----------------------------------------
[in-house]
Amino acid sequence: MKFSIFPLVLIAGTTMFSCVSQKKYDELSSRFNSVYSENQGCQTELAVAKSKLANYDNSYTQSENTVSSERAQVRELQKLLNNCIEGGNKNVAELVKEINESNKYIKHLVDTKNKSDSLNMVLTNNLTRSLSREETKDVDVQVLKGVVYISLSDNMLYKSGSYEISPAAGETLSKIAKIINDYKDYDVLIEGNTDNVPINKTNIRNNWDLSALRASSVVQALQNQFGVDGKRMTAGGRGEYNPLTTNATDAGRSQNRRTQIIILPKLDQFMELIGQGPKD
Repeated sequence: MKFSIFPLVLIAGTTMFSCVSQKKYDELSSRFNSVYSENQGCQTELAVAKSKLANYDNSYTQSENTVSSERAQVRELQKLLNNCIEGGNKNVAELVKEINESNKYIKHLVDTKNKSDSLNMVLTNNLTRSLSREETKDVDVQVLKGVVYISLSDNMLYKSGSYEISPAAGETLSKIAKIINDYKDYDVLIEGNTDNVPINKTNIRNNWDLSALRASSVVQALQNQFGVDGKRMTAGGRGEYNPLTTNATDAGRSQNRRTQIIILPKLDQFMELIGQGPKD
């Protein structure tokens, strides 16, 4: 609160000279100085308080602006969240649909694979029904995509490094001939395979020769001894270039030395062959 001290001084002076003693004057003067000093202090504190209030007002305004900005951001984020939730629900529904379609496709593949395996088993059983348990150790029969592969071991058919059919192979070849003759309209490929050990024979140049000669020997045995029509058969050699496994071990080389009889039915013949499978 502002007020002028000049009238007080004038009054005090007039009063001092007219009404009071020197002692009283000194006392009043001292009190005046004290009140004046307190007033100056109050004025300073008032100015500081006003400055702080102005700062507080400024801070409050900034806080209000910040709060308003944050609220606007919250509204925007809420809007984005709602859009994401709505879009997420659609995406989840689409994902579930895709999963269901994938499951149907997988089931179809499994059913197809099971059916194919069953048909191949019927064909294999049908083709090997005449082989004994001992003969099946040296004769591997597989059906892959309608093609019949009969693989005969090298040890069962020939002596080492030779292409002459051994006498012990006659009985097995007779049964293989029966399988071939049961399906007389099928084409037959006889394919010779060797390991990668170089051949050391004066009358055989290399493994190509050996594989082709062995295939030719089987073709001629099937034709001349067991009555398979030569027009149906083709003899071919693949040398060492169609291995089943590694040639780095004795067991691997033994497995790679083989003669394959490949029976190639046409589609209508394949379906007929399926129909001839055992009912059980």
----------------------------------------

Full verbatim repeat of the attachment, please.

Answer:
[in-house]
Amino acid sequence: MKFSIFPLVLIAGTTMFSCVSQKKYDELSSRFNSVYSENQGCQTELAVAKSKLANYDNSYTQSENTVSSERAQVRELQKLLNNCIEGGNKNVAELVKEINESNKYIKHLVDTKNKSDSLNMVLTNNLTRSLSREETKDVDVQVLKGVVYISLSDNMLYKSGSYEISPAAGETLSKIAKIINDYKDYDVLIEGNTDNVPINKTNIRNNWDLSALRASSVVQALQNQFGVDGKRMTAGGRGEYNPLTTNATDAGRSQNRRTQIIILPKLDQFMELIGQGPKD
Repeated sequence: MKFSIFPLVLIAGTTMFSCVSQKKYDELSSRFNSVYSENQGCQTELAVAKSKLANYDNSYTQSENTVSSERAQVRELQKLLNNCIEGGNKNVAELVKEINESNKYIKHLVDTKNKSDSLNMVLTNNLTRSLSREETKDVDVQVLKGVVYISLSDNMLYKSGSYEISPAAGETLSKIAKIINDYKDYDVLIEGNTDNVPINKTNIRNNWDLSALRASSVVQALQNQFGVDGKRMTAGGRGEYNPLTTNATDAGRSQNRRTQIIILPKLDQFMELIGQGPKD
């Protein structure tokens, strides 16, 4: 609160000279100085308080602006969240649909694979029904995509490094001939395979020769001894270039030395062959 001290001084002076003693004057003067000093202090504190209030007002305004900005951001984020939730629900529904379609496709593949395996088993059983348990150790029969592969071991058919059919192979070849003759309209490929050990024979140049000669020997045995029509058969050699496994071990080389009889039915013949499978 502002007020002028000049009238007080004038009054005090007039009063001092007219009404009071020197002692009283000194006392009043001292009190005046004290009140004046307190007033100056109050004025300073008032100015500081006003400055702080102005700062507080400024801070409050900034806080209000910040709060308003944050609220606007919250509204925007809420809007984005709602859009994401709505879009997420659609995406989840689409994902579930895709999963269901994938499951149907997988089931179809499994059913197809099971059916194919069953048909191949019927064909294999049908083709090997005449082989004994001992003969099946040296004769591997597989059906892959309608093609019949009969693989005969090298040890069962020939002596080492030779292409002459051994006498012990006659009985097995007779049964293989029966399988071939049961399906007389099928084409037959006889394919010779060797390991990668170089051949050391004066009358055989290399493994190509050996594989082709062995295939030719089987073709001629099937034709001349067991009555398979030569027009149906083709003899071919693949040398060492169609291995089943590694040639780095004795067991691997033994497995790679083989003669394959490949029976190639046409589609209508394949379906007929399926129909001839055992009912059980």